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Tried to change the spark plugs this weekend


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I tried to change my spark plugs this weekend. But, I could only change 4 out the the 6. I could not get to the rear plug on each side. I thought I heard it was possible to get to all 6 without taking apart the exhaust system but, that doesn't seem possible. I didn't want to take apart the exhaust system because I'd have another set of issues to deal with (some of the bolts are rusted and may break, I'd have to get everything lined up again, I may have to replace gaskets, I may have exhaust, leaks, etc.).

I was pretty confident before I started because I am a pretty experienced DIYer and have a pretty good collection of tools (including many extensions and joints). But I have no idea how to get to those two rear plugs without taking apart something else like the headers, mufflers, brackets or ???

For those who have not tried changing their plugs, I recommend taking it to the dealer. It looks like that's what I'll have to do for the last two plugs unless someone can give me some magic tip to help. :rolleyes:

b-man

2002 C2 Coupe

Edited by b-man
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This is Jeff's pic. To get the back plugs you need the short swivel head socket wrench shown just to the left of the jack.

So with this wrench, I won't need to remove any of the exhaust system?

Also, when I removed the heat sheilds, I couldn't remove them completely. I just took them off and let them lay down (I think they would lay on the header pipes). Is this normal or can you remove the sheilds completely? I felt that if I could completely remove the sheilds, it would have helped.

I need to get one of those helpers in my tool box.

b-man

Edited by b-man
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So with this wrench, I won't need to remove any of the exhaust system?
Correct. I've never had to take anything else off.

Also, When I removed the heat sheilds, I couldn't remove them completely. I just took them off and let them lay down (I think it was on the header pipes). Is this normal or can you remove them completely? I felt that if I could completely remove the sheilds, it would have helped.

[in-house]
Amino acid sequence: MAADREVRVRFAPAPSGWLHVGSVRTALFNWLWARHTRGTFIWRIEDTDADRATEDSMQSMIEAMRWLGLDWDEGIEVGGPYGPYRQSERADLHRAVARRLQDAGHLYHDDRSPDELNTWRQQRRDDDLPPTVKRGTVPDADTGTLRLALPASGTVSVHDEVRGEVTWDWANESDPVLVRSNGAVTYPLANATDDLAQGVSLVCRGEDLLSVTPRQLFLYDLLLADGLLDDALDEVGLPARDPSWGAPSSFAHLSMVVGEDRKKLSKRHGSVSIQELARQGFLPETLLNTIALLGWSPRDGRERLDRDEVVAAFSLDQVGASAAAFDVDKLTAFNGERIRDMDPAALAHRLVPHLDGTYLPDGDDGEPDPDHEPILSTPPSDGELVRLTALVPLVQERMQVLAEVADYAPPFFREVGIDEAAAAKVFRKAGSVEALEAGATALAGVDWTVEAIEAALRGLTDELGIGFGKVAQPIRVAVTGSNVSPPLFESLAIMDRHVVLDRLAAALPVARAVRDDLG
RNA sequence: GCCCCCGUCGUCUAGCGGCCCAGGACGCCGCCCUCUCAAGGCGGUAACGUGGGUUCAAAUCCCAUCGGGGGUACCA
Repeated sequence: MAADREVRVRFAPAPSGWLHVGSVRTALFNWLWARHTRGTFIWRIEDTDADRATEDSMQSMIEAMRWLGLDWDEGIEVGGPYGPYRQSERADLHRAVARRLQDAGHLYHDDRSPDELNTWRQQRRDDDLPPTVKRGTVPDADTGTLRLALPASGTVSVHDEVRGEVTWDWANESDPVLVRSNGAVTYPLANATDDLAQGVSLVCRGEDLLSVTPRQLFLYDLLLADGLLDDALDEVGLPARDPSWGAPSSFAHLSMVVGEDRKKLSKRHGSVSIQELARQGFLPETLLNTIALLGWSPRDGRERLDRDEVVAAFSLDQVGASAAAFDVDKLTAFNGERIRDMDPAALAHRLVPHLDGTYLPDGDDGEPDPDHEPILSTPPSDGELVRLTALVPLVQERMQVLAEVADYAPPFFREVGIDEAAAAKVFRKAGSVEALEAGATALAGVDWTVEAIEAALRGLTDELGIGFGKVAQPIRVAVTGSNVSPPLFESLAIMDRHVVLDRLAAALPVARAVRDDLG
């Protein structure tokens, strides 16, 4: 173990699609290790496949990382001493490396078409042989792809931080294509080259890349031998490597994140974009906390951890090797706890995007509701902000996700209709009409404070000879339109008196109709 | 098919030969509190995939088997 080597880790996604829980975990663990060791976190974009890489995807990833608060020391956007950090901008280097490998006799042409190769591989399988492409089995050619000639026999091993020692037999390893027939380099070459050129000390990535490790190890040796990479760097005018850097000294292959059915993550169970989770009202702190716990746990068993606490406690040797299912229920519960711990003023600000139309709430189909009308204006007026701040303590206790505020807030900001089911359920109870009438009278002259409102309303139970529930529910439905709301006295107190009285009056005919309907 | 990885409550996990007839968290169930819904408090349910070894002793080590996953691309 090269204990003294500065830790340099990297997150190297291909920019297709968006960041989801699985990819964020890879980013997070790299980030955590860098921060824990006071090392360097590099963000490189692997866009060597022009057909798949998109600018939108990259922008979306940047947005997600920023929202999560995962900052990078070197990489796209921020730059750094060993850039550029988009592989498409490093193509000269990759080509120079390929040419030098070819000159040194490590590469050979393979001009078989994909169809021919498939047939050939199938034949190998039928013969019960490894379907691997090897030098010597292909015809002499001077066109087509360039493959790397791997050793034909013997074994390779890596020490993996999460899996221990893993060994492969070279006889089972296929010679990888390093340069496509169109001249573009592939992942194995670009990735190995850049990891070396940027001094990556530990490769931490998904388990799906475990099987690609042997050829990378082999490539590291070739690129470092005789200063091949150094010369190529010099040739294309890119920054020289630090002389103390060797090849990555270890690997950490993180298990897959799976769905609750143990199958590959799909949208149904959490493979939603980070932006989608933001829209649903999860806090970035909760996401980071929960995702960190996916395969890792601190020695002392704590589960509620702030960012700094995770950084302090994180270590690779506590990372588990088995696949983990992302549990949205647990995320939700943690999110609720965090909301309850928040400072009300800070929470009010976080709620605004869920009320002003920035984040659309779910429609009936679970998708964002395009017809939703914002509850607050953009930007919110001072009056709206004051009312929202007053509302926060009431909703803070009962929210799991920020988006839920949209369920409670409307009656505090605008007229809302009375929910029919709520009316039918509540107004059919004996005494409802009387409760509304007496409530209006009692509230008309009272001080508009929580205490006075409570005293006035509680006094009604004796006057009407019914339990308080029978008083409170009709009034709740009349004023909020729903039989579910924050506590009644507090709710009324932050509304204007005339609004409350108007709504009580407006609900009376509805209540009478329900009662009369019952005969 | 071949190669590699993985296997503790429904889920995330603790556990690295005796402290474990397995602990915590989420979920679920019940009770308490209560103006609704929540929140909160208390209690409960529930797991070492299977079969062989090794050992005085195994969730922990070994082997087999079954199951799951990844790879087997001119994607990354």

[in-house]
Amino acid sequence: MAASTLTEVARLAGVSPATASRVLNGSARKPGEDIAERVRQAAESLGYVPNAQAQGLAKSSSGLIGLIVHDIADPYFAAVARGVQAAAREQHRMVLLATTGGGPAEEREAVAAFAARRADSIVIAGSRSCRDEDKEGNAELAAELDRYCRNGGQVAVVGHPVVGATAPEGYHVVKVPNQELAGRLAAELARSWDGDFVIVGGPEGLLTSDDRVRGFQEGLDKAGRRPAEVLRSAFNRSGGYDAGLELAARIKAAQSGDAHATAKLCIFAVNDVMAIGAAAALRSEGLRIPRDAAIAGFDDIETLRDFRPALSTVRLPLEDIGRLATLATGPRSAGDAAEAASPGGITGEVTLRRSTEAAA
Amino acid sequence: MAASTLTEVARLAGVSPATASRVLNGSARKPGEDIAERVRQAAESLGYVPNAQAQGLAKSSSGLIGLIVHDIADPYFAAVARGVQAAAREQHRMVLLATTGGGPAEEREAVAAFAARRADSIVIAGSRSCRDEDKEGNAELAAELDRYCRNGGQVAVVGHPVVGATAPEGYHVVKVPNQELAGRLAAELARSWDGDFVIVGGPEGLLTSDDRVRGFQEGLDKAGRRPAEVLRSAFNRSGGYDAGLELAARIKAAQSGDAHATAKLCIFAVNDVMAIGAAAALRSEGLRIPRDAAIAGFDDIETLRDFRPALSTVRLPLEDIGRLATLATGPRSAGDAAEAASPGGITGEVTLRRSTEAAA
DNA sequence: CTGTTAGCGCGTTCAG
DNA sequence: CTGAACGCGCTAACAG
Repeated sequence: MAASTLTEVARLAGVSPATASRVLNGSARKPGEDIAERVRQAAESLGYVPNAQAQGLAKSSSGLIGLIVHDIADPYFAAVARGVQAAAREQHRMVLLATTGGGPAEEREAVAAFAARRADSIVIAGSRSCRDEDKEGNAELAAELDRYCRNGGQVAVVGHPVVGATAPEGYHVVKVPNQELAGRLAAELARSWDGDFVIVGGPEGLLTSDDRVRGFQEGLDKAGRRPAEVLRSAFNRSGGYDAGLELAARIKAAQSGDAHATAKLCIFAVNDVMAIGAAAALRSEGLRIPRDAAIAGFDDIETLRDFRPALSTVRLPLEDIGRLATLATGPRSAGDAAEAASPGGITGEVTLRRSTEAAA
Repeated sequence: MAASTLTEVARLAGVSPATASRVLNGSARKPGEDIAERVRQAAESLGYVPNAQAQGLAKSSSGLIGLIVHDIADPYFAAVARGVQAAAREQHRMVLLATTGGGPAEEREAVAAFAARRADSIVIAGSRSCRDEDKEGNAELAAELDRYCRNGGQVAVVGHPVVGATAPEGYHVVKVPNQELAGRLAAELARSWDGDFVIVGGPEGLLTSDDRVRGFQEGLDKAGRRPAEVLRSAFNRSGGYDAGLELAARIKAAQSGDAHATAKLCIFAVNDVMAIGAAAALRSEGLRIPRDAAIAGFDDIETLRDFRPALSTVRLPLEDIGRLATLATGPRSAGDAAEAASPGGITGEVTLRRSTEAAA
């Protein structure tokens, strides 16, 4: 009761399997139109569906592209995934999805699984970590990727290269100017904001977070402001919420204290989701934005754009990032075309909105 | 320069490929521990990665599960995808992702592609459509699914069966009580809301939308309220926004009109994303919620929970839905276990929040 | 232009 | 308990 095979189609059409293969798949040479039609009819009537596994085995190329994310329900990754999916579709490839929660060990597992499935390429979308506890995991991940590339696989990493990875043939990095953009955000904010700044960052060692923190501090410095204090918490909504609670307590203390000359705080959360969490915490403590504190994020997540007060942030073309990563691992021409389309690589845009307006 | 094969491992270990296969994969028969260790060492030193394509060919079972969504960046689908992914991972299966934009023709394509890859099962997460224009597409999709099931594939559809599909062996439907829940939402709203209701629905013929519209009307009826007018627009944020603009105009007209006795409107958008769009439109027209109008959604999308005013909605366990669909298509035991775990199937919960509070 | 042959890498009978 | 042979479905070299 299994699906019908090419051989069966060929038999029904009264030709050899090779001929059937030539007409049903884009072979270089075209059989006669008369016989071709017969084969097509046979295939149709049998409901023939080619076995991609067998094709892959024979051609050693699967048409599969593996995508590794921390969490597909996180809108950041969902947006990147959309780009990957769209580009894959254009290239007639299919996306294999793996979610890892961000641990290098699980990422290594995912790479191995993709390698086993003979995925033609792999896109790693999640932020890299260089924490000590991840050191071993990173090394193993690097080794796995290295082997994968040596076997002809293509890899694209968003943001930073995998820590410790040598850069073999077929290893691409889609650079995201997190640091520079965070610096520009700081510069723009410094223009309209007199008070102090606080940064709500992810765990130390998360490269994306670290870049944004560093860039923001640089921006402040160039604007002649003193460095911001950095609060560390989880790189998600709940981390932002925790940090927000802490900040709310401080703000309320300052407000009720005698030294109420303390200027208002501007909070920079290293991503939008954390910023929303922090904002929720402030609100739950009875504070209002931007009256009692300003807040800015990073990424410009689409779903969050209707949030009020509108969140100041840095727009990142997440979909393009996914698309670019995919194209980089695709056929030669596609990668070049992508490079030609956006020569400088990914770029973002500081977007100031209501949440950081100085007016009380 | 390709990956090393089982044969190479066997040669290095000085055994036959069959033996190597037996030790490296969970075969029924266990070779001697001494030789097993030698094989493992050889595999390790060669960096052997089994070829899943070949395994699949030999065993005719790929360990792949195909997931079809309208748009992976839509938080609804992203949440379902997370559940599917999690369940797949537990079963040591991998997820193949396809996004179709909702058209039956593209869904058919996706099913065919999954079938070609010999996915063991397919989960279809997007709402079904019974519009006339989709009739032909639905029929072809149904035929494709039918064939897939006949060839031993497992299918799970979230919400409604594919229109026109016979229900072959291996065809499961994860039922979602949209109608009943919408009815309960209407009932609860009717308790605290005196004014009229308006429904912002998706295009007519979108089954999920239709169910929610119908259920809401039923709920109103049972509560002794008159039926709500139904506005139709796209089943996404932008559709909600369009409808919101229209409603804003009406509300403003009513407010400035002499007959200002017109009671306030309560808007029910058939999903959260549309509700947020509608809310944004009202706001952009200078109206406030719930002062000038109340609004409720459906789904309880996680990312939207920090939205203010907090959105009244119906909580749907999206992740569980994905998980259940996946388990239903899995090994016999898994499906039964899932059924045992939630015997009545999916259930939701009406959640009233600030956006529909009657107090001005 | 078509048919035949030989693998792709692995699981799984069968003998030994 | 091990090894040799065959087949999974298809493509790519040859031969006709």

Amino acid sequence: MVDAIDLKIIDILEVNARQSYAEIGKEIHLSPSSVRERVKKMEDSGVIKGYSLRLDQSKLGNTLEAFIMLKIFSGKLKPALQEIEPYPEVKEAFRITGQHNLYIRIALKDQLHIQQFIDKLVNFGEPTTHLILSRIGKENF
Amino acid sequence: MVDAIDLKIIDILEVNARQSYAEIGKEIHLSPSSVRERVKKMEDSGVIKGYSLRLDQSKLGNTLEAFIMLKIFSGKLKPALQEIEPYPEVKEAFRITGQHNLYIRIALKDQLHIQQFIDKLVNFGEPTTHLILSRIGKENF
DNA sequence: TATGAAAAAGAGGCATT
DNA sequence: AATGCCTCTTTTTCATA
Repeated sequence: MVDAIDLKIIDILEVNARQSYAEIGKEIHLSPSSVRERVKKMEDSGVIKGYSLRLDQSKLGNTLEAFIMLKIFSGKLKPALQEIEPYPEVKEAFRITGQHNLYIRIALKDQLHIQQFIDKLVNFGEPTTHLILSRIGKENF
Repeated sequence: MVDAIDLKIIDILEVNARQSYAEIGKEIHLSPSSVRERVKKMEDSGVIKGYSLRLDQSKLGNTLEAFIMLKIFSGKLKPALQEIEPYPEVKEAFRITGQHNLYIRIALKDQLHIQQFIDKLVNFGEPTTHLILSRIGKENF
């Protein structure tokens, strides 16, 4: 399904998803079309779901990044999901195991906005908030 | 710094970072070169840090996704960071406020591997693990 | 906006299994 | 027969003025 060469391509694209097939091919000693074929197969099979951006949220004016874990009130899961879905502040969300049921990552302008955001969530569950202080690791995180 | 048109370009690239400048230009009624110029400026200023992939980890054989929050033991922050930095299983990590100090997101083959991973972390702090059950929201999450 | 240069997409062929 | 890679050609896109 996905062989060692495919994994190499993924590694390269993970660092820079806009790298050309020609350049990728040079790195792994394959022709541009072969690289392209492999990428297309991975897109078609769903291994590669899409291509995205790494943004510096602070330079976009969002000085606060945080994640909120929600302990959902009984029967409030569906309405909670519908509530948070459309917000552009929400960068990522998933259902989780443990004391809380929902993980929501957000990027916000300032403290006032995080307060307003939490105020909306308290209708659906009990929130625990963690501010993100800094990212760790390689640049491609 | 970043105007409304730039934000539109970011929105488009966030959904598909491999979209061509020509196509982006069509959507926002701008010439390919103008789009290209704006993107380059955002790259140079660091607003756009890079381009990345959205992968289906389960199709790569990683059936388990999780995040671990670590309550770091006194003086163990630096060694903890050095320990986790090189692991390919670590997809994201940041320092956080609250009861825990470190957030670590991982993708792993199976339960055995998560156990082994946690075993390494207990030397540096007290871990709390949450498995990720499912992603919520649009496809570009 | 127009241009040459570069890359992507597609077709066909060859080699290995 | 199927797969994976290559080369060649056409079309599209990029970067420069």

Hmm... only two bolts then they slide out the side. I usually take them all the way out since you need to get your arm back in there to the back plugs.
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Also, When I removed the heat sheilds, I couldn't remove them completely. I just took them off and let them lay down (I think it was on the header pipes). Is this normal or can you remove them completely? I felt that if I could completely remove the sheilds, it would have helped.
Hmm... only two bolts then they slide out the side. I usually take them all the way out since you need to get your arm back in there to the back plugs.

Loren, was it on a 2002 model year Carrera? Maybe mine is a little different than the ones you've worked on? I took off the two bolts but definitely could not get the heat shield out of the way. Do you remember which end you took it out from?

I started to bend it to help me get it out, but then had second thoughts and just admitted defeat.

b-man

2002 C2 Coupe

Edited by b-man
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Loren, was it on a 2002 model year Carrera?

I'll answer my own question. I don't think it could have been because I have what I believe to be the highest mileage 2002 911 in the world. It's got 65k miles on it and I don't think anyone is even close. Since these are scheduled for plugs at 60k miles, I don't think anyone has changed plugs in the 2002-2004 generation cars until now . . .

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I have say its not the as easy as it looks on Loren's DIY write up, But its possible. I used the recomended tools and didn't even remove the rear wheels. Took about two hours. Thanks again, Loren!

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An update (hopefully this information will be useful to someone):

I took it to the dealer and they changed the last two plugs. The mechanic said that it's much harder to change the plugs on the 2002 911's than on the 1999-2001's. He says it has to do with the new cylinder head/valve cover design. He also said the heat shield is completely different. I assume the 2002-2004 911's are all the same.

He was able to change the last two plugs without removing any of the exhaust system parts. He only had to remove the heat shields which come out when moving them towards the front of the car. Removal of the hex bolts was not too difficult but, he said removal of the coil pack was very difficult. He said he had to use needle nose pliers to get them off. He also said something about the angle of the coil packs being different on my car than on the 99-01's which make mine more difficult. According to him, the coil packs are the same for 99-01's and my 02 but, the way they are installed at the factory in my car made it more difficult to remove? I'm not completely sure what he was talking about but, I think that's what he was saying. I think it just has something to do with rotating the coil pack to be able to grab it or completely remove it? He also said that the passenger side rear most plug was the hardest one.

My fatal flaw was not being able to figure out how to completely remove the heat shields. If I could have done that, I'm confident I could have changed all 6 of the plugs. :)